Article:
President Barack Obama on Wednesday hailed America's "extraordinary friendship" with Saudi Arabia as he hosted skeptical Gulf leaders for a summit beset by disagreements and royal no-shows, AFP reports.
Describing "an extraordinary friendship and relationship that dates back to Franklin Roosevelt and King Faisal," in the 1940s, Obama heaped praise on two the powerful Saudi princes who visited the Oval Office.
"We are continuing to build that relationship during a very challenging time," Obama said, a nod to conflagrations in Yemen, Syria and Iraq that have reverberated across the Middle East.
Obama praised his guests Crown Prince Mohammed bin Nayef and Deputy Crown Prince Mohammed bin Salman, for their work on counterterrorism, which he described as "absolutely critical" to the United States.
During the meeting, the Saudi Crown Prince lauded "the strategic and historic relationship" between the two countries.
The meeting precedes a summit at Camp David, in which the Gulf states will be seeking assurances from Obama that he is ready to push back against Iranian proxies, in particular in Syria, even if it causes turbulence in sensitive nuclear talks.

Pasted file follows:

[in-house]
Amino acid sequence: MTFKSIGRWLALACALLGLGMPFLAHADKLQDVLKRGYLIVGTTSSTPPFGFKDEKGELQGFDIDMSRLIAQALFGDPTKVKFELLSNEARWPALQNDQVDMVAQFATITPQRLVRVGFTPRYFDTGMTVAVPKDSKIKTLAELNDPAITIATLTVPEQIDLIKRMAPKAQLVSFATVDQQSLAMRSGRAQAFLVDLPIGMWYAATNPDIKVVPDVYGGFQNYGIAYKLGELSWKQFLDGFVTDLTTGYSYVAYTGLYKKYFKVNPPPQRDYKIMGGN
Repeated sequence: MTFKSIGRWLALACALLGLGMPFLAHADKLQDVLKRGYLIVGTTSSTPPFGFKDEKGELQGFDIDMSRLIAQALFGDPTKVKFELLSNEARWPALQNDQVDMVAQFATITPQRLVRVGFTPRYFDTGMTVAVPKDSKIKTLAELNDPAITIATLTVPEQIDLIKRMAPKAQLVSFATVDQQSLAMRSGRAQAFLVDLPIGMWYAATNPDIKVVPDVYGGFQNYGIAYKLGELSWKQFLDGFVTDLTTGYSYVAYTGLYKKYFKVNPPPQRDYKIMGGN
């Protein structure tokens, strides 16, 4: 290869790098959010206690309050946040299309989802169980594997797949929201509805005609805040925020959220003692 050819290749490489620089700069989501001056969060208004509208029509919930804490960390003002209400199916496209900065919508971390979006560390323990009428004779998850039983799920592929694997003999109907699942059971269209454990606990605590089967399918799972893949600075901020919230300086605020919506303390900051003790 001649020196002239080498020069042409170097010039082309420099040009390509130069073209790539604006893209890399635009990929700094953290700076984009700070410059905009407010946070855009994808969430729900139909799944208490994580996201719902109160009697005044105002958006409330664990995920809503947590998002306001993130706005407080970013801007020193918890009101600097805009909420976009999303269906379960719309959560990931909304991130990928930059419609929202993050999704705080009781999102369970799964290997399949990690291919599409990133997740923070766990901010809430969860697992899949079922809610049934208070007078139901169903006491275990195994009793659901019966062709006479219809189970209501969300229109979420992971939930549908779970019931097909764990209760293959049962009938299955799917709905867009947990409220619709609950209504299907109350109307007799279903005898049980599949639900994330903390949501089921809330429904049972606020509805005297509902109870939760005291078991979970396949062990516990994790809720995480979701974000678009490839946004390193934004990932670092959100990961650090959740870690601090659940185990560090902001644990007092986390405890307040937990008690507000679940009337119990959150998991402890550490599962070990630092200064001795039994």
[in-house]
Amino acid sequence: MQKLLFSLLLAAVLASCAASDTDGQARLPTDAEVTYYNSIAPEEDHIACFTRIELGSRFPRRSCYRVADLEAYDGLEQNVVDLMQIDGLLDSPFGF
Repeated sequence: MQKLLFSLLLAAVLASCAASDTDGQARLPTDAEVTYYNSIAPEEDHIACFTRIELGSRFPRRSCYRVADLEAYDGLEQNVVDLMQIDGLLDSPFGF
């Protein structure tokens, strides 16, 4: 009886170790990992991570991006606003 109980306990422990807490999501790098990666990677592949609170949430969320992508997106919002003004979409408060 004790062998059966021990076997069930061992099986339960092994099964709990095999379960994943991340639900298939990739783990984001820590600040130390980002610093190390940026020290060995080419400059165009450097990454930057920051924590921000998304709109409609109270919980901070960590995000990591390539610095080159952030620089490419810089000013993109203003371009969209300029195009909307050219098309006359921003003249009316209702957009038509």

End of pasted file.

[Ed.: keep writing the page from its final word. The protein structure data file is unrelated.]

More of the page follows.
They will also want assurances the nuclear deal between Iran and the West does not represent a broader "grand bargain" with Iran.
The summit did not get off to a particularly good start, with Saudi King Salman deciding at the last minute that he would skip the meeting in order to focus on the Yemen ceasefire and humanitarian aid effort.
The move was interpreted by many as a deliberate rebuff to Obama, but Saudi Arabia insisted the king did not intend to snub the President.
Tensions between Washington and the Gulf states over Iran has been high, with Arab governments repeatedly expressing their concern about the terms of a potential nuclear deal and warning that a final agreement could allow Iran to keep the technologies needed to produce nuclear weapons.
Saudi Arabia’s former Foreign Minister recently said that Iran should not be given “deals it does not deserve”.
The Arab concern over the deal with Iran is actually shared with Israel, as Prime Minister Binyamin Netanyahu has repeatedly warned against the framework agreement.
The concern in Saudi Arabia over the nuclear deal with rival Iran is so great that a columnist in a Saudi-controlled government newspaper recently expressed support for Netanyahu’s warnings against a deal with Iran.